going to “jump for joy and run
around my room.”
I guess you don’t miss some
things until they’re taken away from
you. Even snail things like fitness
or a short walk across the carpet.
Skaals is a graduate stadeut and a Daily
Nebraskan colamalst —,
hurt public’s trust
How do you react to a medical
horror story? What is the proper
etiquette of emotions that rush up
from your gut to greet such a
Just two weeks ago, when a
Tampa surgeon cut off the wrong
foot of his patient, I read the news
with equal parts of bleak terror
and black humor. After all, what
do you say? That you want a
surgeon who knows his right from
his left. That you will wear one
sock into the operating room.
Days later, a small item in the
paper told about a Michigan
woman who had the wrong breast
removed. What do you say to
that? That if you ever go to the
hospital, you will cover your
body with instructions: X marks
the right spot.
These are stories that elicit
anger as deep as our own vulner
ability. Yet even anger wars with
the truths wrapped inside cliches:
accidents happen, no one is
perfect, the “human factor”
includes a capacity for the most
terrible of mistakes.
But this time, it’s happened to
one of us, to Betsy Lehman of all
people. A friend, a colleague at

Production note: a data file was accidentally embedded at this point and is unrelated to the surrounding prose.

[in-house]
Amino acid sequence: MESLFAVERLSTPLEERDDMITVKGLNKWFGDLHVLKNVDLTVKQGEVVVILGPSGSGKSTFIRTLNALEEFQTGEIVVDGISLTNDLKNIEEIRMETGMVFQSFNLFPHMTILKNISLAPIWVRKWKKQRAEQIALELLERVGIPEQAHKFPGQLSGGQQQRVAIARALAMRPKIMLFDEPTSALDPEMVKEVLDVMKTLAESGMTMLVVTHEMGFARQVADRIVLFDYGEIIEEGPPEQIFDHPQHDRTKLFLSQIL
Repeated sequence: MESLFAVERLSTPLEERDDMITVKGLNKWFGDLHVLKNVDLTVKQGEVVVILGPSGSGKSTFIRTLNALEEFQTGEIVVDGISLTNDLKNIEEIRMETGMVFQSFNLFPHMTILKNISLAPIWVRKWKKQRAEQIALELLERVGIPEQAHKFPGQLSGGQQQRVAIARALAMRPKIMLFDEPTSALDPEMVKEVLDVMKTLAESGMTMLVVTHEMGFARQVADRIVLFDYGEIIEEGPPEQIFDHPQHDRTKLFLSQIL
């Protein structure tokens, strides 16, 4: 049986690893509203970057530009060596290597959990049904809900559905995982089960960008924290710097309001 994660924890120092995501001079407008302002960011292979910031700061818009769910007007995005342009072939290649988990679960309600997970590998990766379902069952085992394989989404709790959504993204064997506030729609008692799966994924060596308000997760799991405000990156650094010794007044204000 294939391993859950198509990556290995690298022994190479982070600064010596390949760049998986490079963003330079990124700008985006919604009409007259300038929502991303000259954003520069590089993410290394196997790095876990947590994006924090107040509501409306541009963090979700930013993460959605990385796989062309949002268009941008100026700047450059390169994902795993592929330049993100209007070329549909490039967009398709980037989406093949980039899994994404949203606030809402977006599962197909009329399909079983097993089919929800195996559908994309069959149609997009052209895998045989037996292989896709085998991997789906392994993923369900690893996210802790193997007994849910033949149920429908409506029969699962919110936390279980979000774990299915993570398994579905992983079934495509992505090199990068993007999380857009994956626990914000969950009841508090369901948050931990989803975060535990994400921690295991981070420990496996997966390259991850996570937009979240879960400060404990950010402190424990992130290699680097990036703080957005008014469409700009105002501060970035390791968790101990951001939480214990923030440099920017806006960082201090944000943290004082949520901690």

The Boston Globe, a 39-year-old
mother of two small daughters
who had reached for the promise
of a breast cancer cure in bone
marrow transplant, writing, “I’m
resigned to the idea of going
through hell for the hope of a
chance.” A chance she didn’t get.
I can’t reduce Betsy to a
paragraph. She had warmth and
smarts, a fine-honed skepticism
and a delicious, playful sense of
humor. She had as generous a
spirit as I’ve known.
I ve been to dozens of funerals
and by now I know the ones you
don’t want to go to. The ones
where parents bury their children.
The ones where young children
sit, bewildered and restless,
without a mother to comfort them
for the loss of their mother.
If, as the Talmud says, each
person is an entire world, Betsy’s
death last December left a hole
the size of a crater. But we
chalked Up this loss to bad odds,
to high risks, to gawd-awful
Then we learned last week that
it wasn’t the roll of the dice.